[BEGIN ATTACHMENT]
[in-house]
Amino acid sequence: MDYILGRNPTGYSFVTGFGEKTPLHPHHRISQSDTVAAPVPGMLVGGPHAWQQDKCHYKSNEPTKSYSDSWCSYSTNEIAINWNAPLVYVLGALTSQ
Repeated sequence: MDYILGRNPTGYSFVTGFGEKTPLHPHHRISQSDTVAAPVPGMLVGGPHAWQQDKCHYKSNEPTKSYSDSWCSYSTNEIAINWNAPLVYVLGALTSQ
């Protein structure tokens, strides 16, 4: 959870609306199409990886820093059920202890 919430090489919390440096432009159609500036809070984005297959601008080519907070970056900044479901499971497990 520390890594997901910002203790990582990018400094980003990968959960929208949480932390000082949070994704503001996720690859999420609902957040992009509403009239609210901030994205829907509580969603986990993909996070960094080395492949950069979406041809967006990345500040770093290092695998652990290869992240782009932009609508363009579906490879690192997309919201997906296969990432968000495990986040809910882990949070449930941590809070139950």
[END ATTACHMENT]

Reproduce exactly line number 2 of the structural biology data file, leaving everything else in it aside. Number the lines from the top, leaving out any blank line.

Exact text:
Amino acid sequence: MDYILGRNPTGYSFVTGFGEKTPLHPHHRISQSDTVAAPVPGMLVGGPHAWQQDKCHYKSNEPTKSYSDSWCSYSTNEIAINWNAPLVYVLGALTSQ